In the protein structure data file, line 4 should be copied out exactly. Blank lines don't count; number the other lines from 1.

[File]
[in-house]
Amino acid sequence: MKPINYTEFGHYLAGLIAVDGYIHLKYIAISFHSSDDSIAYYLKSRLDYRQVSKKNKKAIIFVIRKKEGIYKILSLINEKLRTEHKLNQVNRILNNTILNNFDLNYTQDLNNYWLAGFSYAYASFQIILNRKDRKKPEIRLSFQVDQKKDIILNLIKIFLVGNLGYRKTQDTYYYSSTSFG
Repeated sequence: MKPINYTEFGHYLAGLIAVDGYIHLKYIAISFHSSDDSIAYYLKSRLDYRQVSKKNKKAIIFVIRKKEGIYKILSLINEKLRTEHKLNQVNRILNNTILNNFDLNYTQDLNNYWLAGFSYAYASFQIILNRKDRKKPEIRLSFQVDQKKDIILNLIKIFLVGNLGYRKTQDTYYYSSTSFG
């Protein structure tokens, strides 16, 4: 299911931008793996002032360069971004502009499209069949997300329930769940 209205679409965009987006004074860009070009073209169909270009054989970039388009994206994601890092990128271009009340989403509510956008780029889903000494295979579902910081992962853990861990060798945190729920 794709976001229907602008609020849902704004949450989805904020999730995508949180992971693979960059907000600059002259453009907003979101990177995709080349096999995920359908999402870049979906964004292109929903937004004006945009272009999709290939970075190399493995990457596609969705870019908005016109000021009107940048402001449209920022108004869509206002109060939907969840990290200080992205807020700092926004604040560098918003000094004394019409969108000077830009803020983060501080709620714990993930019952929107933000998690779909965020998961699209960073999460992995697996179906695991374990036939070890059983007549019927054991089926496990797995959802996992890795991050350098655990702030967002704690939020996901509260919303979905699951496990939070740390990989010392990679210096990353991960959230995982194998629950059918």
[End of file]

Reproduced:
């Protein structure tokens, strides 16, 4: 299911931008793996002032360069971004502009499209069949997300329930769940 209205679409965009987006004074860009070009073209169909270009054989970039388009994206994601890092990128271009009340989403509510956008780029889903000494295979579902910081992962853990861990060798945190729920 794709976001229907602008609020849902704004949450989805904020999730995508949180992971693979960059907000600059002259453009907003979101990177995709080349096999995920359908999402870049979906964004292109929903937004004006945009272009999709290939970075190399493995990457596609969705870019908005016109000021009107940048402001449209920022108004869509206002109060939907969840990290200080992205807020700092926004604040560098918003000094004394019409969108000077830009803020983060501080709620714990993930019952929107933000998690779909965020998961699209960073999460992995697996179906695991374990036939070890059983007549019927054991089926496990797995959802996992890795991050350098655990702030967002704690939020996901509260919303979905699951496990939070740390990989010392990679210096990353991960959230995982194998629950059918």